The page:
The overt difference in proportions of known HIV status found in this study compared to the national surveys were most likely due to the stringent measure of the known HIV negative status at first ANC visit which skewed the overall proportions of women that came with known HIV status at first ANC visit towards the unknown. In Uganda, one is considered to be known HIV negative at first ANC visit when the documented test was done within 4 weeks of the visit . However, the stringent measure is aimed at early identification of all the HIV positive women so as to implement timely PMTCT interventions. Thus it is possible that more than 5–10% of the women attending first ANC visit knew their HIV status, but either did the test outside the required window of time or attended first ANC visit without any document verifying their status, and so were considered to be of unknown HIV status.
On a positive note, the proportion of known HIV positive status at first ANC visit was slightly higher than that of women that were newly tested HIV positive at first ANC visit in 2015 and 2016. This could be due to the nationwide progress towards achieving UNAIDS first 90 which is 90% of the HIV-positive persons in a given population knowing their HIV- positive status (14). In Uganda, between July 2015 and June 2016, 69% of persons living with HIV (PLHIV) knew their (HIV-positive) status  and this had increased to 73% between July 2016 and June 2017 . Thus, the nationwide progress of the first 90 possibly also included the women of reproductive age.
The yield of those newly testing HIV positive at first ANC visit was less than that observed in the general population of 3.5% . The yield ascertained in this study could be even further lower considering that some known HIV positive women may choose to present at first ANC visit as unknown status for a number of reasons including denial. This could be mitigated by HIV recency testing. Unfortunately, we did not have any sense of recent infections because at the time of the study, recency testing was in its pilot stages in Uganda.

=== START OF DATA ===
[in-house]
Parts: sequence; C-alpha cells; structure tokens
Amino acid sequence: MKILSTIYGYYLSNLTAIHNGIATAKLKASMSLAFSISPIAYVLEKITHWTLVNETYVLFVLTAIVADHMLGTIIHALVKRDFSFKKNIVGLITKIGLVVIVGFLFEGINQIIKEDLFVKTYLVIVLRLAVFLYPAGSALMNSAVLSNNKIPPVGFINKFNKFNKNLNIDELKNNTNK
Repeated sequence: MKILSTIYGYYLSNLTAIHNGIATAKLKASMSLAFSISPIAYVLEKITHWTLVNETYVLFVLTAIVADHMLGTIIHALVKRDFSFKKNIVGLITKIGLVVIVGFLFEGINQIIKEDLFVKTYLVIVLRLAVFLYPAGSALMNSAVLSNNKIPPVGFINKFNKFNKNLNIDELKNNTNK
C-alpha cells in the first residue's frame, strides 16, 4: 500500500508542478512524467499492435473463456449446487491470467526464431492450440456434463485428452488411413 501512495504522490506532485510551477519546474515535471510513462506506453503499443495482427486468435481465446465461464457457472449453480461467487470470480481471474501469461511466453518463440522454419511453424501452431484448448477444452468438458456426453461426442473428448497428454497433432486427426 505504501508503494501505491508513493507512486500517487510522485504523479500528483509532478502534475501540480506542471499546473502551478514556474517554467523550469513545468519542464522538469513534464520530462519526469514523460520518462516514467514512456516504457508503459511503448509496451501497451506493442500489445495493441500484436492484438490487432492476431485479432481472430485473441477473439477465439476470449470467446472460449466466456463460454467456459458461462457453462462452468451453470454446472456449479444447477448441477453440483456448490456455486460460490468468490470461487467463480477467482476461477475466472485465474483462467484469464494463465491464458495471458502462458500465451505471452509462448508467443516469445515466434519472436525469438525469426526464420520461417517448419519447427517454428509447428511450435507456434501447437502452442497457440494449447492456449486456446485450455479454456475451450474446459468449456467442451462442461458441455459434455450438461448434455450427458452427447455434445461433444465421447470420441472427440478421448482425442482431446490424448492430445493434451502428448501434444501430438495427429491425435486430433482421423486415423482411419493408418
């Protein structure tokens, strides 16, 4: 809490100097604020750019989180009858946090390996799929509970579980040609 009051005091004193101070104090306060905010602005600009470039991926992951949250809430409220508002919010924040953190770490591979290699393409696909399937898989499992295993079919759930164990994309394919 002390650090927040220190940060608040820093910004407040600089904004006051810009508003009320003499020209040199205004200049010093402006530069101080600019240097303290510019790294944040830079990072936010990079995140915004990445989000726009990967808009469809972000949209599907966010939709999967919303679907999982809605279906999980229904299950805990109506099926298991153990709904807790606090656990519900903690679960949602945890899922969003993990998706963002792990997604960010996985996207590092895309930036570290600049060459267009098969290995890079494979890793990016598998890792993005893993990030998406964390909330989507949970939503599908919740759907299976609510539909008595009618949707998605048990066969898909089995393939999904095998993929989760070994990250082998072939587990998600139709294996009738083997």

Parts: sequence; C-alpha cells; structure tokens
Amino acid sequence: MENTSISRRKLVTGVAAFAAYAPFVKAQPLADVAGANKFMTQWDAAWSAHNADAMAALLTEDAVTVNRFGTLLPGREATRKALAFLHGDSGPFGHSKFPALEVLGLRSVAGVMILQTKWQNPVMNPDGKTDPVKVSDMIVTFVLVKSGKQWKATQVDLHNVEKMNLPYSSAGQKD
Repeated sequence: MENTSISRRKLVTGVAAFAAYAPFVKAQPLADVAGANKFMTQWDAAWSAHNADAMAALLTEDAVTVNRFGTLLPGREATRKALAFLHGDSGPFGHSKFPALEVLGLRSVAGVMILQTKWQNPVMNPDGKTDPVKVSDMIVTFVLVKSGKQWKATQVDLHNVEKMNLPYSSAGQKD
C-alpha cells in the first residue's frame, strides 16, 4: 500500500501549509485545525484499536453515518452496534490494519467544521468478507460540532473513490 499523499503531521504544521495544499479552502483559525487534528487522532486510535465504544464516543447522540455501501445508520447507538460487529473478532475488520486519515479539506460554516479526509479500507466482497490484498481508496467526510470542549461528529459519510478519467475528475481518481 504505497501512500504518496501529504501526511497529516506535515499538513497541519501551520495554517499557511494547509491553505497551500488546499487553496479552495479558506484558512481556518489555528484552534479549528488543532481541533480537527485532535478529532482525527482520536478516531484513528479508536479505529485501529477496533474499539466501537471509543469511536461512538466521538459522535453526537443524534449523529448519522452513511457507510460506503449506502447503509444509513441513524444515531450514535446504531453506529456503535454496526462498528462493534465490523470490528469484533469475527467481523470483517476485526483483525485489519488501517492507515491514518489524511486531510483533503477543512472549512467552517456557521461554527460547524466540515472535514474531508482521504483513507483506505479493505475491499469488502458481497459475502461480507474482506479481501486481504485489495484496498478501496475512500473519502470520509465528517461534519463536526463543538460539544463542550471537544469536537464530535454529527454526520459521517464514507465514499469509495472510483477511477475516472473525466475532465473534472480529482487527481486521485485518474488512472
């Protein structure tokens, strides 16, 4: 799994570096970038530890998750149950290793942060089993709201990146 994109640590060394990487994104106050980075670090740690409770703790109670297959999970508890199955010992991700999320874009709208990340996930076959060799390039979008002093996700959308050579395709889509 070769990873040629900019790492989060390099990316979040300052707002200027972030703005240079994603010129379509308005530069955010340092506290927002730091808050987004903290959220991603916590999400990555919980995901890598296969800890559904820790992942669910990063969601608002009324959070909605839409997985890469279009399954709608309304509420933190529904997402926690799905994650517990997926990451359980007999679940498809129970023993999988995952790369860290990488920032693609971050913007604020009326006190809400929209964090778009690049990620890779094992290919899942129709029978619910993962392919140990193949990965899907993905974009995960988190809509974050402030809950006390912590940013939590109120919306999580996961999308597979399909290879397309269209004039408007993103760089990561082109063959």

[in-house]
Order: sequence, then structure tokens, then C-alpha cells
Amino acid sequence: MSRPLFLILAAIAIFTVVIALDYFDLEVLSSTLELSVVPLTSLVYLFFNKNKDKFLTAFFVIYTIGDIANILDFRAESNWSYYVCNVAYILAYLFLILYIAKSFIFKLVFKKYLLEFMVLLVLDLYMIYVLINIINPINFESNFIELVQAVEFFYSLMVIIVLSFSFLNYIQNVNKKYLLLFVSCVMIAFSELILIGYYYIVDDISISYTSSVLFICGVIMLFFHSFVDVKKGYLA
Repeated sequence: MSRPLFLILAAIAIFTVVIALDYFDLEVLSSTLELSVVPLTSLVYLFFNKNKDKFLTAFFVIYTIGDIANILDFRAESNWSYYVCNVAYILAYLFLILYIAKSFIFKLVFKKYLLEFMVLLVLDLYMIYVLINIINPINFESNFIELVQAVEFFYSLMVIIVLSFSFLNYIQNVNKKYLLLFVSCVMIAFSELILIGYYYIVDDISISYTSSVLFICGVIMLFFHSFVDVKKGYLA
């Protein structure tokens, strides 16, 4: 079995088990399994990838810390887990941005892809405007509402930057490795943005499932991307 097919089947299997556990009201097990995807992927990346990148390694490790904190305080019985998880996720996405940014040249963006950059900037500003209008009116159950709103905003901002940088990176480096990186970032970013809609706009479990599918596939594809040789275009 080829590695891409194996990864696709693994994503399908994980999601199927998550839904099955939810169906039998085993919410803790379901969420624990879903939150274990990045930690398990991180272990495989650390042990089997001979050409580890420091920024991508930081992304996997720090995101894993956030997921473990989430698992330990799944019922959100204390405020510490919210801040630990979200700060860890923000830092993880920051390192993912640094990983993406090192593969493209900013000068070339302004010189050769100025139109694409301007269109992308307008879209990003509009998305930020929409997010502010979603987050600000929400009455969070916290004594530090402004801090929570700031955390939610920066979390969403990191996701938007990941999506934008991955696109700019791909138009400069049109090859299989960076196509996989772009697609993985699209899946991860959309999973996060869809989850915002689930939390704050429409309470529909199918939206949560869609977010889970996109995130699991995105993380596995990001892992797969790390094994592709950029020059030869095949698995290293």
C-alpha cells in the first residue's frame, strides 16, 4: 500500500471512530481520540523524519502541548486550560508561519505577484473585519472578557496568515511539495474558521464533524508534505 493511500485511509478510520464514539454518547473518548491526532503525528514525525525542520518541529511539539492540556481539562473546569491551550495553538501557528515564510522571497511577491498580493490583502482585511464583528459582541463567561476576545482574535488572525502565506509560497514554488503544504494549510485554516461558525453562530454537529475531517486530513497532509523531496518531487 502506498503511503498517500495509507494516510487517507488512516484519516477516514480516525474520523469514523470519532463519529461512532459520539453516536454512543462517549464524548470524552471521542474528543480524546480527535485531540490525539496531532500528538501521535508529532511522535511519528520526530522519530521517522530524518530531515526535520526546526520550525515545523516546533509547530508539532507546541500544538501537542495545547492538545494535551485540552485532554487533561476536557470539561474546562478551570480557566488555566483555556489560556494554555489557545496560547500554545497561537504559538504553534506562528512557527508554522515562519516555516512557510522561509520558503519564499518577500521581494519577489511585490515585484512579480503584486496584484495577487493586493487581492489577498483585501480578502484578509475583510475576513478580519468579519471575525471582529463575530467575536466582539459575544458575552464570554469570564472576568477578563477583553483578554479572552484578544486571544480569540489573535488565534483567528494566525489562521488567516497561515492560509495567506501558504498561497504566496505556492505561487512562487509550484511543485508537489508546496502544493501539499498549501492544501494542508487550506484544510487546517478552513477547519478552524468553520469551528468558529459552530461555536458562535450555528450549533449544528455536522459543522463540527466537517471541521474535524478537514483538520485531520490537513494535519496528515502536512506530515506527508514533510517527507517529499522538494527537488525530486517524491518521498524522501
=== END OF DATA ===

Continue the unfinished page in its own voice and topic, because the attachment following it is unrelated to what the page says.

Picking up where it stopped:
The HIV positive yield obtained in this study being lower than the general population yield contradicts evidence that a big proportion of new HIV infections in Uganda are among women of reproductive age . On a positive note, this could be due to the effective combination prevention efforts that have been made countrywide to reduce incident HIV cases. It could also be possible that the PMTCT program has been successful with many positive women being diagnosed through the program during previous pregnancies as well as other avenues. However, it can be due to the fact that some women do not attend ANC and thus may miss HIV testing. This calls for innovative measures to identify the ‘hidden’ new HIV positive individuals especially women of reproductive age if we are to achieve elimination of mother-to-child transmission of HIV (EMTCT).